Printer Friendly

Overtime rules don't change for most.

Byline: ON THE JOB By Dan Grinfas For The Register-Guard

Question: We are hearing lots of fanfare about changes in overtime rules that took effect on Aug. 23. Should we be doing something different in the way we calculate overtime for our hourly employees?

Answer: No. Almost all employees paid by the hour remain overtime-eligible and must receive time-and-one-half their regular hourly rate for all hours worked in excess of 40 in your designated seven-day workweek.

Question: So what exactly has changed?

Answer: The changes are in the federal regulations that dictate which employees may be classified as "exempt" from overtime.

The new federal "FairPay"overtime rules pertain to the `white collar exemptions' for certain executive, administrative and professional employees, and outside salespersons. The text of the new regulations, at 29 CFR Part 541, is available on the U.S. Department of Labor website at

Oregon employers should keep in mind that the state statutes and regulations pertaining to white collar exemptions have not changed as of this date.

Question: Which law is my business required to follow: Oregon or federal?

Answer: Most employers in Oregon have "dual coverage," meaning that they are covered under the federal Fair Labor Standards Act of 1938, or FLSA, as well as the Oregon wage collection laws in ORS Chapter 652 and the Oregon minimum wage laws in ORS Chapter 653. When there is a conflict between federal and state laws, employers who are subject to both must apply the standard most beneficial to the employee.

For example, the current federal minimum wage is $5.15 per hour, but the 2004 Oregon minimum wage is $7.05 per hour. Oregon employers must follow the stricter state standard and pay the higher minimum wage.

The same concept applies to the rules on overtime and exempt classification.

For background information on overtime and exemptions, and a side-by-side comparison of state and federal rules, see the BOLI guidances at and

Question: How does the new federal law affect my business?

Answer: Unless and until the Oregon laws on classification of exempt employees change, the impact of the federal changes will be minimal for most Oregon employers, because in most respects the existing Oregon regulations are stricter than the new federal standards.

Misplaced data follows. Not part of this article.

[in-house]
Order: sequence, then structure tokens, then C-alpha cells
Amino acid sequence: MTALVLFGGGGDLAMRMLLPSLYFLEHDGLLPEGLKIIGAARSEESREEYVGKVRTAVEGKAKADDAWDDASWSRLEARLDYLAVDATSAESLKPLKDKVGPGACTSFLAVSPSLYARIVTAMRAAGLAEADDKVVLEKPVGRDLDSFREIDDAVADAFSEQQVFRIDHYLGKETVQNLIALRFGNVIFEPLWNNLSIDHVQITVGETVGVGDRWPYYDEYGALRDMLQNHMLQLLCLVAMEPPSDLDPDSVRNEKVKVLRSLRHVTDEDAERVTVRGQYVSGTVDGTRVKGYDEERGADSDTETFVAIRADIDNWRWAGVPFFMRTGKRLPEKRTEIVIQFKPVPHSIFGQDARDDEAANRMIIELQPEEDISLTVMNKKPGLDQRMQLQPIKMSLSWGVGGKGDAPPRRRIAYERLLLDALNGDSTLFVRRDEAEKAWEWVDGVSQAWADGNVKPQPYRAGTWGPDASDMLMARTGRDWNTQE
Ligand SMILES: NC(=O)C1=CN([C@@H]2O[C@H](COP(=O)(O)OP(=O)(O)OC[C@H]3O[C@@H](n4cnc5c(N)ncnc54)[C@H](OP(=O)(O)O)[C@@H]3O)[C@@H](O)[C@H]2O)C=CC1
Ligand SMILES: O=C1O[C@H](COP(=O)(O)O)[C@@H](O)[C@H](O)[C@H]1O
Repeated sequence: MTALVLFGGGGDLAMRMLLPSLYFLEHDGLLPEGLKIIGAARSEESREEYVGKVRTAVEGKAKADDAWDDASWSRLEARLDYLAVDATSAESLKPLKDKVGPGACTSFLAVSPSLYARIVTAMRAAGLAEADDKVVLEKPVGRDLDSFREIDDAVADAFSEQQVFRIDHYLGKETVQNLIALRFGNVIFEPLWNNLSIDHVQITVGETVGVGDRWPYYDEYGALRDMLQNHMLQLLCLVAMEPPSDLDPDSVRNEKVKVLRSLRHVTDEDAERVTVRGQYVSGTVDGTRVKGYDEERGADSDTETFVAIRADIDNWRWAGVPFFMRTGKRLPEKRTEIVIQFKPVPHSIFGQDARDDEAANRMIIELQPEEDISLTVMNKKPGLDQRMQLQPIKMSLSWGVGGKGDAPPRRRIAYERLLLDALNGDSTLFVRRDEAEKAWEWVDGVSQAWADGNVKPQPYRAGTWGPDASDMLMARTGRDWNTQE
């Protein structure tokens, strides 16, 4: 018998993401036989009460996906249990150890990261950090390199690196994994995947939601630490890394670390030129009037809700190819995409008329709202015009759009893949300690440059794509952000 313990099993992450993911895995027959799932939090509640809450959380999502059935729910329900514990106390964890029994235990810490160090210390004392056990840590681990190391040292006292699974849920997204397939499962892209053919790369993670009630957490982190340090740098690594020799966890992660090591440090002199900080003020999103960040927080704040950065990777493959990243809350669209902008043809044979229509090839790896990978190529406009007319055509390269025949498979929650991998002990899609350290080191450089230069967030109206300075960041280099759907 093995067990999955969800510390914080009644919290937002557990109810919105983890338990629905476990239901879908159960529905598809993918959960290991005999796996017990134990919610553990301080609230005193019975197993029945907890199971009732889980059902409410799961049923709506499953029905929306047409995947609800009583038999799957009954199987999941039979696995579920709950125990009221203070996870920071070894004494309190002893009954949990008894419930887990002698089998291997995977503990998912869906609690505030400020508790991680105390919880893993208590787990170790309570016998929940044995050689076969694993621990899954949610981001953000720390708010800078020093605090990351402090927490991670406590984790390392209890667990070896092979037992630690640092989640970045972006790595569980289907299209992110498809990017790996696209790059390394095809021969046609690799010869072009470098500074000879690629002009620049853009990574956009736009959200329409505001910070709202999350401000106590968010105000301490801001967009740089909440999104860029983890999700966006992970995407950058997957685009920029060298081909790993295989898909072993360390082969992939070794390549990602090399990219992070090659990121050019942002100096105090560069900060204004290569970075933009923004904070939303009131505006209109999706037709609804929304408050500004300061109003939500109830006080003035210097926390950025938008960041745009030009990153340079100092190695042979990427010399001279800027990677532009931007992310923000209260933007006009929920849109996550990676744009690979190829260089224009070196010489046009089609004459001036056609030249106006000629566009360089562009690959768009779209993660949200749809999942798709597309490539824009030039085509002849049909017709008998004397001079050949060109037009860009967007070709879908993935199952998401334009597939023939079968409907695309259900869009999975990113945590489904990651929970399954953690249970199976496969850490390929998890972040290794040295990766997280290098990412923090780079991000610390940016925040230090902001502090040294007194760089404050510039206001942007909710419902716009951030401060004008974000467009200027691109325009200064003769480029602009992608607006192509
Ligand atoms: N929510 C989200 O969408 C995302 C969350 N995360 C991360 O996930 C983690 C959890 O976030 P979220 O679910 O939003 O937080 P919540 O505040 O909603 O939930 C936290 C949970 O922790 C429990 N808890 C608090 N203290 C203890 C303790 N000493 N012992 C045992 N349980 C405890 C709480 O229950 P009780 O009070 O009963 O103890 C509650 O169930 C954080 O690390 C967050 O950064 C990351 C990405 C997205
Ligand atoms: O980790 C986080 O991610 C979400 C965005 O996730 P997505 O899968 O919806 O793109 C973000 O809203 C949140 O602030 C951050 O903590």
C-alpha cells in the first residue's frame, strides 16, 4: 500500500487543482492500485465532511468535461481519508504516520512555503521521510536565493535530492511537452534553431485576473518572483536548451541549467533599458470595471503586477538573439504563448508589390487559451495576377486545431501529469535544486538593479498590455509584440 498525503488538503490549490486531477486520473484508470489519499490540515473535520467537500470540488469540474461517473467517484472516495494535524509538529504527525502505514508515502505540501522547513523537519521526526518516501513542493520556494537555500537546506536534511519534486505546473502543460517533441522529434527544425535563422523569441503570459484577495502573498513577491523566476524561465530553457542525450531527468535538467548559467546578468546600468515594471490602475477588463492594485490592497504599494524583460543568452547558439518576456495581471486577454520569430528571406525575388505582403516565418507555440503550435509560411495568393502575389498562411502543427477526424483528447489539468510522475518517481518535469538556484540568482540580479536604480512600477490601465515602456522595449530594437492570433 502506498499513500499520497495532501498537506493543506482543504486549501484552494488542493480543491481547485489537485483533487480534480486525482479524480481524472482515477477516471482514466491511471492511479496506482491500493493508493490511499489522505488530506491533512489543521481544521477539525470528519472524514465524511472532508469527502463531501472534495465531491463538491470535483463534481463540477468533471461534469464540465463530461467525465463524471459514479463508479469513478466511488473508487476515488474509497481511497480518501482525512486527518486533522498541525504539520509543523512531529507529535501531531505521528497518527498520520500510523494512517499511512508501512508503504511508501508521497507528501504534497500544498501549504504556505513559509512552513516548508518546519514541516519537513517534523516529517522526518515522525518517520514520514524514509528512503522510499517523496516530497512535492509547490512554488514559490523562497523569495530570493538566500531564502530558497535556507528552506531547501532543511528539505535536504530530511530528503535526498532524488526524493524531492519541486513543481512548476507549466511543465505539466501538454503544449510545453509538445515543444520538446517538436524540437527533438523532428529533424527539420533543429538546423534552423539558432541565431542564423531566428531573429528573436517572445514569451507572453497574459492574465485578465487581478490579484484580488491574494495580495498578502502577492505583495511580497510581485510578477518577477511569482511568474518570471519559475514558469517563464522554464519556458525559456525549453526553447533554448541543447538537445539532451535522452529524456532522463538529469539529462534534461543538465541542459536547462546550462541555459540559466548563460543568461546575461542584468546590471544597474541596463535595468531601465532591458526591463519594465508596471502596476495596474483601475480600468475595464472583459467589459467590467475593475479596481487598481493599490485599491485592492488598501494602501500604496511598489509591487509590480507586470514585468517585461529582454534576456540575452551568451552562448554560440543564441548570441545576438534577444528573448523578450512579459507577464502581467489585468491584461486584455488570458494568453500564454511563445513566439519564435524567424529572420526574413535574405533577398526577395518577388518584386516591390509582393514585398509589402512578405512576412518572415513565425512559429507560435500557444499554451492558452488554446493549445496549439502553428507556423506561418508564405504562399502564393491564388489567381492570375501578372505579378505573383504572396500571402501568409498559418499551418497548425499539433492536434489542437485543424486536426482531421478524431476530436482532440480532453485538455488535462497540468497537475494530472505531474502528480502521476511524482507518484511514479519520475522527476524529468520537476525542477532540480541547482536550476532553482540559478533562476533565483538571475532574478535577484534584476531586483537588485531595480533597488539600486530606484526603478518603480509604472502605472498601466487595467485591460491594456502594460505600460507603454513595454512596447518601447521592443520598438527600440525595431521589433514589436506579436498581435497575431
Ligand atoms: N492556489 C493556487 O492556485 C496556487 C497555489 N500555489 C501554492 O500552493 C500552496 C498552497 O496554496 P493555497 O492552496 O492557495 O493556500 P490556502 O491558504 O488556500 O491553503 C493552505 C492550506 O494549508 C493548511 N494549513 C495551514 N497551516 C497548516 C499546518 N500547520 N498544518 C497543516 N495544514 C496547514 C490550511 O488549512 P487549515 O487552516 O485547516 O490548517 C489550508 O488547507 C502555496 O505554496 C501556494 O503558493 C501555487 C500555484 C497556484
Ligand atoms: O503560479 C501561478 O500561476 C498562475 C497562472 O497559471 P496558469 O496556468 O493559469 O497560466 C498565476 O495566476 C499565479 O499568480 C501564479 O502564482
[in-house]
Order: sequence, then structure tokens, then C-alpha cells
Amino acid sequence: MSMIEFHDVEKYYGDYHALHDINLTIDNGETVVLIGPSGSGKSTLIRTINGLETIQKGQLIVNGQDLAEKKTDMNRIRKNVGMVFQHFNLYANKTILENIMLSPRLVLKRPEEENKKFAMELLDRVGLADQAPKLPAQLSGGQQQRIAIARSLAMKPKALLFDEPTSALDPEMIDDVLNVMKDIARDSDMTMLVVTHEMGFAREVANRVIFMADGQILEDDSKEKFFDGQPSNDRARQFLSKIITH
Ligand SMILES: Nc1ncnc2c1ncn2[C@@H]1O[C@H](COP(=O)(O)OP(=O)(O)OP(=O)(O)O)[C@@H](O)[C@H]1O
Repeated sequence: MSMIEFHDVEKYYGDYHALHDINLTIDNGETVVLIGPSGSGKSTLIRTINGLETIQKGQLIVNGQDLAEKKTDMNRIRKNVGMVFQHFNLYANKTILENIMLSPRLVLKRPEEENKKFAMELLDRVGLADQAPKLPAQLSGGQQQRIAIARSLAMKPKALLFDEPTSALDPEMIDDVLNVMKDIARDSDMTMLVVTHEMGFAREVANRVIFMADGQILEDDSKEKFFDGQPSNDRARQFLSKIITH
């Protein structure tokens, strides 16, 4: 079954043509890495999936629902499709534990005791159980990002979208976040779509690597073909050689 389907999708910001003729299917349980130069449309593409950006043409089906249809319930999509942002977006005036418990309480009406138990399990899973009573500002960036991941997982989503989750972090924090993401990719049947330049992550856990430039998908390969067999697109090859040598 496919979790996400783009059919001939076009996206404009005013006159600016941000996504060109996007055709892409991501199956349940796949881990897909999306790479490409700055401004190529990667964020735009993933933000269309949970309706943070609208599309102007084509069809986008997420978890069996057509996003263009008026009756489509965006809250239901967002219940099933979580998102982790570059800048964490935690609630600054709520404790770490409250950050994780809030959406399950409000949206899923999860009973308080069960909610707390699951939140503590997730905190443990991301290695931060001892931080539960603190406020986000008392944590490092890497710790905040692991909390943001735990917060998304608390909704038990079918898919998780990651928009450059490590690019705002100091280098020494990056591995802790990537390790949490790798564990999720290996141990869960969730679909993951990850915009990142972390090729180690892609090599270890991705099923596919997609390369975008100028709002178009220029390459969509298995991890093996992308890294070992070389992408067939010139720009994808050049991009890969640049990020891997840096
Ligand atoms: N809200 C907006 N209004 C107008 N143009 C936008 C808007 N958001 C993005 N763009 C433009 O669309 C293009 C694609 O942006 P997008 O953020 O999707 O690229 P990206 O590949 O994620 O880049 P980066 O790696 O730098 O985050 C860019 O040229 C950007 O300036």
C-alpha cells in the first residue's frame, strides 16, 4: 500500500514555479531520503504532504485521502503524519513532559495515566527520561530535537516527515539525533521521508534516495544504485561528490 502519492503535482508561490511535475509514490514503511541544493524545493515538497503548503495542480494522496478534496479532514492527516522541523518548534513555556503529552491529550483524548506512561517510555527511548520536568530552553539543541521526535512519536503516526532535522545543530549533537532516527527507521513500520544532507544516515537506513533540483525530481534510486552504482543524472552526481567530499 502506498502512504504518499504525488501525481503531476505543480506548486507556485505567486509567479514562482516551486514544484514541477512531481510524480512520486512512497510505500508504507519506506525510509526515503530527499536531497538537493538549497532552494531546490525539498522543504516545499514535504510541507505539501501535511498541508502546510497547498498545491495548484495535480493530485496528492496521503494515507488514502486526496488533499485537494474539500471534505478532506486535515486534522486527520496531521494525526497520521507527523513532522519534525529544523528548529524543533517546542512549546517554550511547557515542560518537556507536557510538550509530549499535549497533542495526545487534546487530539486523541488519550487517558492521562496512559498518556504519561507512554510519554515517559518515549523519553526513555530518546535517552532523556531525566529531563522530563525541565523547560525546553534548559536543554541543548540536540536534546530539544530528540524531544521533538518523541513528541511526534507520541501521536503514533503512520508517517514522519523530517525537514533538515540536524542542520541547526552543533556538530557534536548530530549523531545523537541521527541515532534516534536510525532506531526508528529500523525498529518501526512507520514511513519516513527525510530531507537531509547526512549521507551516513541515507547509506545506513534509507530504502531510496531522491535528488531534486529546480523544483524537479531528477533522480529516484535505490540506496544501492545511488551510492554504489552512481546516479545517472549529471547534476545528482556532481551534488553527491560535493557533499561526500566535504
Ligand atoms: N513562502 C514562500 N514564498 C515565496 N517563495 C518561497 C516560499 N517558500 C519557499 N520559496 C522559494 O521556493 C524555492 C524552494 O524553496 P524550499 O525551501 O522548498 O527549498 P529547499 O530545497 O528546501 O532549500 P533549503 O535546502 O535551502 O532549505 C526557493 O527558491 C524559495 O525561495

This means that generally, Oregon employees who were overtime-eligible before Aug. 23 remain overtime-eligible, and Oregon employees who were properly classified as exempt prior to Aug. 23 may still be classified as exempt.

The new federal regulations do set a stricter standard in one key respect. As of Aug. 23, the federal minimum salary that an exempt employee must receive increases to $455 per week, or $23,660 annually. Therefore, in order to maintain the exemption, Oregon employers must boost the salary of exempt employees to at least $455 per week for those employees whose salary was below that level.

Before Aug. 23, an exempt employee could earn as little as $155 per week under the federal regulations. Until August 23rd, the Oregon minimum salary of $282 had been the stricter standard for employers covered under both state and federal law. But as of Aug. 23, any employee earning less than $455 per week becomes overtime-eligible because of the new federal rules - even if he or she is paid on a salary basis.

On The Job is written by attorney Dan Grinfas of the Oregon Bureau of Labor and Industries. Contact BOLI at (503) 731-4200, or BOLI, 800 N.E. Oregon St. No. 32, Portland, OR 97232.
COPYRIGHT 2004 The Register Guard
No portion of this article can be reproduced without the express written permission from the copyright holder.
Copyright 2004, Gale Group. All rights reserved. Gale Group is a Thomson Corporation Company.

Article Details
Printer friendly Cite/link Email Feedback
Title Annotation:Columns
Publication:The Register-Guard (Eugene, OR)
Article Type:Column
Date:Sep 5, 2004
Previous Article:Going Dutch.

Related Articles
Special rules govern premium pay for holidays.
Use caution setting employee dating policy.
Salaried workers may be exempt from rules.
Half-time pay for overtime generally falls short.
Ferret out spreadsheet errors: use Excel's tools to uncover and correct formula problems.
Labor contract trumps state law.
Overtime laws apply to most employees.

Terms of use | Privacy policy | Copyright © 2020 Farlex, Inc. | Feedback | For webmasters